We examined the heating of the solar chromosphere by dissipation of (magneto)acoustic waves through different layers of the solar chromosphere using data from the Interface Region Imaging Spectrograph, the Interferometric Bidimensional Spectrometer at the Dunn Solar Telescope, the echelle spectrograph attached to the Vacuum Tower Telescope, and the Fast-Imaging Solar Spectrograph (FISS) attached to Goode Solar Telescope spectroscopic. The combination of these instruments provided multi-line observations in Hα, Hβ, Ca II 854.2 nm and Mg II k&h lines. The deposited acoustic energy fluxes were quantitatively compared with the total radiative losses in quiet-Sun and weak active regions in the central zone of the solar disc (Figure 2,3). The calculation of radiative losses was based on a set of non-LTE 1D hydrostatic semi-empirical models assigned to different positions in the regions of interest according to the best match of synthetic profiles to time-averaged observed ones.


Figure 2. Scatter plot of total integrated radiative losses versus deposited acoustic flux between the heights 900 and 2200 km (Mg II k&h lines). Black and red diamonds correspond to non-magnetic and magnetic positions, respectively. Straight dashed lines represent the full balance of radiative losses by acoustic-flux deposit and zero deposited acoustic flux.


Figure 3. Scatter plots of total integrated radiative losses versus deposited acoustic flux in the region of interest of the FISS data set (Ca II 854.2 nm and Hα). Left: h=1000-1400 km, right: h=1400–1800 km. Solid lines show average (red) and median (green) values together with red dashed lines of ±1σ. Straight dashed lines represent the full balance of radiative losses by acoustic-flux deposit.



We have shown that the deposited acoustic flux can fully balance the energy released by radiation in quiet-Sun regions between the heights 900 and 2200 km (Fig. 2), particularly in the middle chromosphere (1000–1400 km, Fig. 3), because higher in the chromosphere the deposited acoustic flux is small. A dissipation of supersonic shocks can be a major contributor to the radiative losses [8,9]. We have to remark that these quiet-Sun regions were far from plages and their canopies formed by extended magnetic-field lines. Otherwise, the acoustic energy flux can be reduced by a factor of 2-3 in quiet regions that are close to plages or pores due to the presence of magnetic shadows [10].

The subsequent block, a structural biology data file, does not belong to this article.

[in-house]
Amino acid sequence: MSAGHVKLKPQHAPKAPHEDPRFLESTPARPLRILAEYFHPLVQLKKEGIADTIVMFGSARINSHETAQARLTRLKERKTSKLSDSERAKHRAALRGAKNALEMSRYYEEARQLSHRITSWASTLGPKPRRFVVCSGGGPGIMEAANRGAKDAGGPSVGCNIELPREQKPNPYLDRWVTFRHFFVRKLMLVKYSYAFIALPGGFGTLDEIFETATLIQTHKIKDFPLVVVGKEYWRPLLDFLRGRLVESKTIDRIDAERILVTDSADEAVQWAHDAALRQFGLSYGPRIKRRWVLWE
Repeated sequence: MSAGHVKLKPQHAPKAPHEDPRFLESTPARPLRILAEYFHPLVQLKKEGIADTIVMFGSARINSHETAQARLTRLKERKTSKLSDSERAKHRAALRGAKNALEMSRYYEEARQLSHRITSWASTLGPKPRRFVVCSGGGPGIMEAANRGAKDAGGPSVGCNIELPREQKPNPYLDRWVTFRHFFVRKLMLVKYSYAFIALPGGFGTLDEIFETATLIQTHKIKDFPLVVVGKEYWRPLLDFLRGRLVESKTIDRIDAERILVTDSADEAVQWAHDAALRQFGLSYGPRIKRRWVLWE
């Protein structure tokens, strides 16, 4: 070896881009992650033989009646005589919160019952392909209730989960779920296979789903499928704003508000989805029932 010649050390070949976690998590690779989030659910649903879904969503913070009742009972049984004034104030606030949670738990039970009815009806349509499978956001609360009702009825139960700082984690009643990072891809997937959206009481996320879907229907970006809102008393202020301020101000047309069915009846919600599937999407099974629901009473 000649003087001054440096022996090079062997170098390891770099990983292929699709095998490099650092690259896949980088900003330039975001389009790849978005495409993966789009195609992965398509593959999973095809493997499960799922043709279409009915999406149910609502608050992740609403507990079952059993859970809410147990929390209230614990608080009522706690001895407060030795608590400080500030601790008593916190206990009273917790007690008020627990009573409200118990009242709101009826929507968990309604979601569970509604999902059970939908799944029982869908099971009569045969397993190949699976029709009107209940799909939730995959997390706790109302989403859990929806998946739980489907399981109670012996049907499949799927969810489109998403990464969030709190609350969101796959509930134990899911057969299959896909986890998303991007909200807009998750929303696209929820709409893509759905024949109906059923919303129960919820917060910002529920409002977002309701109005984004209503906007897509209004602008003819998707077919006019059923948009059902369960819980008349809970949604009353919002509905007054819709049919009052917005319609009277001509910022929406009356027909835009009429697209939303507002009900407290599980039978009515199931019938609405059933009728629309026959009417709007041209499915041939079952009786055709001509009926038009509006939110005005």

Active regions with a strong magnetic field show a small contribution of acoustic waves, where the acoustic-flux deposit balances only 10-30% of the radiative losses in the chromosphere between the heights of 1100 and 1800 km. The deposited acoustic-energy flux is small and decreases with increasing radiative losses. We may speculate about a reduction of the incoming acoustic flux by the presence of magnetic shadows and a different character of waves in magnetic regions, which do not dissipate so efficiently like the supersonic shocks. Definitely, the active-region chromosphere is heated by mechanisms different from the magnetoacoustic waves [8,9].


This work has been published in 

Abbasvand, V., Sobotka, M., Švanda, M., et al. 2021, A&A, 648, A28
Abbasvand, V., Sobotka, M., Švanda, M., et al. 2020, A&A, 642, A52
Abbasvand, V., Sobotka, M., Heinzel, P., et al. 2020, ApJ, 890, 22

The VAL scaled models are stored in the VAL database. The observations were partly supported by the project SOLARNET that has received funding from the European Union Horizon 2020 research and innovation programme under grant agreement no. 824135.


[1] Testa, P., De Pontieu, B., Allred, J., et al. 2014, Science, 346, 1255724
[2] Kayshap, P., Murawski, K., Srivastava, A. K., et al. 2018, MNRAS, 479, 5512
[3] Vernazza, J. E., Avrett, E. H., & Loeser, R. 1981, ApJS, 45, 635
[4] Abbasvand, V., Sobotka, M., Heinzel, P., et al. 2020, ApJ, 890, 22
[5] Rybicki, G. B. & Hummer, D. G. 1991, A&A, 245, 171
[6] Bello González, N., Flores Soriano, M., Kneer, F., & Okunev, O. 2009, A&A, 508, 941
[7] Cally, P. S. 2006, Phil. Trans. Roy. Soc. London Ser. A, 364, 333
[8] Abbasvand, V., Sobotka, M., Švanda, M., et al. 2021, A&A, 648, A28
[9] Abbasvand, V., Sobotka, M., Švanda, M., et al. 2020, A&A, 642, A52
[10] Kontogiannis, I., Tsiropoula, G., & Tziotziou, K. 2010, A&A, 510, A41